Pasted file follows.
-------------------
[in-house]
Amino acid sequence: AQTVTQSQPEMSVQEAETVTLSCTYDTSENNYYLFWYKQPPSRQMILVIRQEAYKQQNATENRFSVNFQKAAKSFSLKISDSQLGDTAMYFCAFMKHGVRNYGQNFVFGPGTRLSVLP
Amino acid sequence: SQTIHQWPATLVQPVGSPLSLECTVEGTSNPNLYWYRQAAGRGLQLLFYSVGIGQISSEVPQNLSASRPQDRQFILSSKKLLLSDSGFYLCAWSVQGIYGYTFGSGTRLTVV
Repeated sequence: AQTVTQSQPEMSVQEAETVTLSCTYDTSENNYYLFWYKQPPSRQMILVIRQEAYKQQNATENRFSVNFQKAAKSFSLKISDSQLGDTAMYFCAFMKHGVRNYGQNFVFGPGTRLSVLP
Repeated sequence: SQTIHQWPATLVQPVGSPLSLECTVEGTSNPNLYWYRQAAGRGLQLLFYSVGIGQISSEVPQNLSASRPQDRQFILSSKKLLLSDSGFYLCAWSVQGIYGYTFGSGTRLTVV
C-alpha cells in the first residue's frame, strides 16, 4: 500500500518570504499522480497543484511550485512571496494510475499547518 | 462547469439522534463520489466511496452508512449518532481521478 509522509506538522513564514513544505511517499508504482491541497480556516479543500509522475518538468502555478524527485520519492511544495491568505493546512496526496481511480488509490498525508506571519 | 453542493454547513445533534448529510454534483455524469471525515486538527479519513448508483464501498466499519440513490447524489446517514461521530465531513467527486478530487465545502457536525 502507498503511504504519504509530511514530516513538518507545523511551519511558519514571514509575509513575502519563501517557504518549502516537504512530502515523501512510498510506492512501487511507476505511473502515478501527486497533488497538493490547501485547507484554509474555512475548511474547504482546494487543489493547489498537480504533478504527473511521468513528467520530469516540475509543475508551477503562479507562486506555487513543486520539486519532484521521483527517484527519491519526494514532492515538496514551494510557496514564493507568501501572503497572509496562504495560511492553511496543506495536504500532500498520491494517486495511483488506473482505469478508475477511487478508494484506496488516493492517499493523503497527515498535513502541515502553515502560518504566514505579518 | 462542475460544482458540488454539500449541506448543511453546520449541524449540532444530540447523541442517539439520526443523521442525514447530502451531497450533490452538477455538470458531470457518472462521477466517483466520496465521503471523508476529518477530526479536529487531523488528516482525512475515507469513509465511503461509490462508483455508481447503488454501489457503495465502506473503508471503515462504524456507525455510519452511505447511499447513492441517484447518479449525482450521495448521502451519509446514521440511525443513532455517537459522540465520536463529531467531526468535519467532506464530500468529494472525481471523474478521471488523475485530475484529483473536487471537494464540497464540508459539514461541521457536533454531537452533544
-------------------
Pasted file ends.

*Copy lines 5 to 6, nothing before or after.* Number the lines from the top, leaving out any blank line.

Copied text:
Repeated sequence: SQTIHQWPATLVQPVGSPLSLECTVEGTSNPNLYWYRQAAGRGLQLLFYSVGIGQISSEVPQNLSASRPQDRQFILSSKKLLLSDSGFYLCAWSVQGIYGYTFGSGTRLTVV
C-alpha cells in the first residue's frame, strides 16, 4: 500500500518570504499522480497543484511550485512571496494510475499547518 | 462547469439522534463520489466511496452508512449518532481521478 509522509506538522513564514513544505511517499508504482491541497480556516479543500509522475518538468502555478524527485520519492511544495491568505493546512496526496481511480488509490498525508506571519 | 453542493454547513445533534448529510454534483455524469471525515486538527479519513448508483464501498466499519440513490447524489446517514461521530465531513467527486478530487465545502457536525 502507498503511504504519504509530511514530516513538518507545523511551519511558519514571514509575509513575502519563501517557504518549502516537504512530502515523501512510498510506492512501487511507476505511473502515478501527486497533488497538493490547501485547507484554509474555512475548511474547504482546494487543489493547489498537480504533478504527473511521468513528467520530469516540475509543475508551477503562479507562486506555487513543486520539486519532484521521483527517484527519491519526494514532492515538496514551494510557496514564493507568501501572503497572509496562504495560511492553511496543506495536504500532500498520491494517486495511483488506473482505469478508475477511487478508494484506496488516493492517499493523503497527515498535513502541515502553515502560518504566514505579518 | 462542475460544482458540488454539500449541506448543511453546520449541524449540532444530540447523541442517539439520526443523521442525514447530502451531497450533490452538477455538470458531470457518472462521477466517483466520496465521503471523508476529518477530526479536529487531523488528516482525512475515507469513509465511503461509490462508483455508481447503488454501489457503495465502506473503508471503515462504524456507525455510519452511505447511499447513492441517484447518479449525482450521495448521502451519509446514521440511525443513532455517537459522540465520536463529531467531526468535519467532506464530500468529494472525481471523474478521471488523475485530475484529483473536487471537494464540497464540508459539514461541521457536533454531537452533544